Location: Location not imported yet.Title: Gibberellin Signaling: a Wake-up Call for Seed Germination) Author
Submitted to: Meeting Abstract
Publication Type: Abstract Only
Publication Acceptance Date: 7/18/2010
Publication Date: 7/18/2010
Publication URL: www.york.ac.uk/org/cnap/ISSS/ISSSseeddormancy.html
Citation: Ariizumi, T., Steber, C.M. 2010. Gibberellin Signaling: a Wake-up Call for Seed Germination. Meeting Abstract. www.york.ac.uk/org/cnap/ISSS/ISSSseeddormancy.html. Interpretive Summary:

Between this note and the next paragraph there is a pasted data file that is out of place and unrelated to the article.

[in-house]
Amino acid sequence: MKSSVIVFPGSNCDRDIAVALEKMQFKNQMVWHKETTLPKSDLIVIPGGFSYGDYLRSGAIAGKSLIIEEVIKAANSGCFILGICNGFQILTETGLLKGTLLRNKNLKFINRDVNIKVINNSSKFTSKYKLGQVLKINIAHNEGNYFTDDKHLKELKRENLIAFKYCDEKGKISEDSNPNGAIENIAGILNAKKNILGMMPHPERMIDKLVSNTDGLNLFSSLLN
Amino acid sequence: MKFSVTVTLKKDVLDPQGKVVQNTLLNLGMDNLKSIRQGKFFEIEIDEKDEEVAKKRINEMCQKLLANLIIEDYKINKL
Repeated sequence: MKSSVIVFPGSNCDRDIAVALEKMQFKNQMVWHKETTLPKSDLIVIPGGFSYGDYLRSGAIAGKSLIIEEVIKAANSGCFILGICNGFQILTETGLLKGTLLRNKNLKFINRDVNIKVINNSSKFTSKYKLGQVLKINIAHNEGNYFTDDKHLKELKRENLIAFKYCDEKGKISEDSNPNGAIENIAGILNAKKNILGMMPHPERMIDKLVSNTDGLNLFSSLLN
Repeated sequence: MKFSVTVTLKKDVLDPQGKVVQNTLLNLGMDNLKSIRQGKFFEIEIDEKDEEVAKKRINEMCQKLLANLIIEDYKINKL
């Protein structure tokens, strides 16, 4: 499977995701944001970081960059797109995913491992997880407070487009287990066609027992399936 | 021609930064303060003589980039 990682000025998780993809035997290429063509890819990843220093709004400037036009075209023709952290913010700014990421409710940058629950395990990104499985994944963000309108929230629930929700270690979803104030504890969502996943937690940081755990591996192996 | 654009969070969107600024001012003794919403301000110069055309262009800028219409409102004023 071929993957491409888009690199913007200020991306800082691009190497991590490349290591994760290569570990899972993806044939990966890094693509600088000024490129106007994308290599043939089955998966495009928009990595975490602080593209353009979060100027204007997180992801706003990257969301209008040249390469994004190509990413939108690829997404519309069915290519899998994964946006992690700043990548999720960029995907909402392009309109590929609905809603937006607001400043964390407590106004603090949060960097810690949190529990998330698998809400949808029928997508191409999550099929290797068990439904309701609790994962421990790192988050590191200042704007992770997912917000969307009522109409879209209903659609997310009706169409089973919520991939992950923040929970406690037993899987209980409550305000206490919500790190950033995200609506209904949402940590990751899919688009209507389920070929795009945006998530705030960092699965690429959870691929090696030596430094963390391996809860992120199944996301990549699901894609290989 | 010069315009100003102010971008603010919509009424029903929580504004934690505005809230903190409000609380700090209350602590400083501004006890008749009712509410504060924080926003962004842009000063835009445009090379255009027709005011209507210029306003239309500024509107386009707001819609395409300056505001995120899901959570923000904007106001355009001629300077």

Technical Abstract: Making an appropriate decision to germinate is essential for the survival of plant species and is important for proper stand establishment in crop plants. Germination is regulated by the antagonistic effects to two plant hormones in Arabidopsis thaliana: abscisic acid (ABA) induces dormancy and represses seed germination, whereas gibberellins (GA) are required for seed germination and stimulation of post-germination processes. Epistasis analyses have shown that ABA acts downstream of GA to repress seed germination. The GA receptor, GID1 (GA-INSENSITIVE DWARF1) stimulates seed germination via negative regulation of DELLA proteins. There are five Arabidopsis proteins that contain the conserved DELLA amino acid sequence and that serve as negative regulators of GA responses including seed germination, stem elongation, and the transition to flowering. GA-binding causes the GID1 receptor to bind DELLA protein, thereby increasing the affinity of DELLA for the F-box protein SLY1. SLY1 is part of an SCF E3 ubiquitin ligase that poly-ubiquitinates DELLA thereby targeting DELLA for destruction by the 26S proteasome. DELLA destruction stimulates seed germination. Mutations in SLY1 cause an increase in seed dormancy that correlates with the severity of the lesion in the gene. The sly1-2 mutant has strong seed dormancy, but this seed dormancy phenotype can be rescued either by long after-ripening or by overexpression of the GA receptor, GID1b. Neither of these germination-stimulating conditions result in a decrease in DELLA protein levels. Thus, there must be both SLY1-dependent and -independent mechanisms for relieving DELLA-repression of seed germination.